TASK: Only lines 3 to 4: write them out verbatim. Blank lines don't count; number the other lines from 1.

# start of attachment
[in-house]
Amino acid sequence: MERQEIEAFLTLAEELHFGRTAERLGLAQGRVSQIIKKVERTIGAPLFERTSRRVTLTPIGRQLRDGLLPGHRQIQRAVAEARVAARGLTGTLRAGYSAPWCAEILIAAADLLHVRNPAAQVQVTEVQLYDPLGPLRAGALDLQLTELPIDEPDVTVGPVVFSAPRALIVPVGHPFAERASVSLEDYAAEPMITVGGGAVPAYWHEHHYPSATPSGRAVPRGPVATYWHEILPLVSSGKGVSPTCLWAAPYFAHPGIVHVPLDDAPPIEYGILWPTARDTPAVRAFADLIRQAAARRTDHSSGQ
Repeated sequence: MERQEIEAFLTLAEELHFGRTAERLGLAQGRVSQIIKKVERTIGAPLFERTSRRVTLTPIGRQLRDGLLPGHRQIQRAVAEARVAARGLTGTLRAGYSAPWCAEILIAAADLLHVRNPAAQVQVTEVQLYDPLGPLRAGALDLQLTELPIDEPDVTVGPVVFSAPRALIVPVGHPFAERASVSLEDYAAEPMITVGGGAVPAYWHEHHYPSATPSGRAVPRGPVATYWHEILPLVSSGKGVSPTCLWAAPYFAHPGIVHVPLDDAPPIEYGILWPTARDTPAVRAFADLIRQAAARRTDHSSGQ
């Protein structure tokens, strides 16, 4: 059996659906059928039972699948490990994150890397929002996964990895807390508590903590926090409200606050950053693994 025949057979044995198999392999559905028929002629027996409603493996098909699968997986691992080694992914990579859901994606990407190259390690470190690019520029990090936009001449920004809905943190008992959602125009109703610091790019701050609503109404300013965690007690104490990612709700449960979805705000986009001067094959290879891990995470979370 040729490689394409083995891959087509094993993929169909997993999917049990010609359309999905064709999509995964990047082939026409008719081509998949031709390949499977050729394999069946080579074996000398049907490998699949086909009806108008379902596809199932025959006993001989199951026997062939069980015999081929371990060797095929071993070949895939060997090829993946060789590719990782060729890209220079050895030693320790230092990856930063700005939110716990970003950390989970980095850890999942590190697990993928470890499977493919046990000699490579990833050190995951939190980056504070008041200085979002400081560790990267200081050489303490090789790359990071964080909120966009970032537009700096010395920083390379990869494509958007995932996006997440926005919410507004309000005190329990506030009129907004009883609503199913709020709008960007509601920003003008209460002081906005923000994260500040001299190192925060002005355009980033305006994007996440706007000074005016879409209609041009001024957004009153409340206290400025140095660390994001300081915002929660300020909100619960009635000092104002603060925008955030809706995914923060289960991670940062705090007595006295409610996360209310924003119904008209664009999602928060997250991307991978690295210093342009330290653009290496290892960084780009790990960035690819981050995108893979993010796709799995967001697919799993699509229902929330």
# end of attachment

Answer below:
Repeated sequence: MERQEIEAFLTLAEELHFGRTAERLGLAQGRVSQIIKKVERTIGAPLFERTSRRVTLTPIGRQLRDGLLPGHRQIQRAVAEARVAARGLTGTLRAGYSAPWCAEILIAAADLLHVRNPAAQVQVTEVQLYDPLGPLRAGALDLQLTELPIDEPDVTVGPVVFSAPRALIVPVGHPFAERASVSLEDYAAEPMITVGGGAVPAYWHEHHYPSATPSGRAVPRGPVATYWHEILPLVSSGKGVSPTCLWAAPYFAHPGIVHVPLDDAPPIEYGILWPTARDTPAVRAFADLIRQAAARRTDHSSGQ
């Protein structure tokens, strides 16, 4: 059996659906059928039972699948490990994150890397929002996964990895807390508590903590926090409200606050950053693994 025949057979044995198999392999559905028929002629027996409603493996098909699968997986691992080694992914990579859901994606990407190259390690470190690019520029990090936009001449920004809905943190008992959602125009109703610091790019701050609503109404300013965690007690104490990612709700449960979805705000986009001067094959290879891990995470979370 040729490689394409083995891959087509094993993929169909997993999917049990010609359309999905064709999509995964990047082939026409008719081509998949031709390949499977050729394999069946080579074996000398049907490998699949086909009806108008379902596809199932025959006993001989199951026997062939069980015999081929371990060797095929071993070949895939060997090829993946060789590719990782060729890209220079050895030693320790230092990856930063700005939110716990970003950390989970980095850890999942590190697990993928470890499977493919046990000699490579990833050190995951939190980056504070008041200085979002400081560790990267200081050489303490090789790359990071964080909120966009970032537009700096010395920083390379990869494509958007995932996006997440926005919410507004309000005190329990506030009129907004009883609503199913709020709008960007509601920003003008209460002081906005923000994260500040001299190192925060002005355009980033305006994007996440706007000074005016879409209609041009001024957004009153409340206290400025140095660390994001300081915002929660300020909100619960009635000092104002603060925008955030809706995914923060289960991670940062705090007595006295409610996360209310924003119904008209664009999602928060997250991307991978690295210093342009330290653009290496290892960084780009790990960035690819981050995108893979993010796709799995967001697919799993699509229902929330």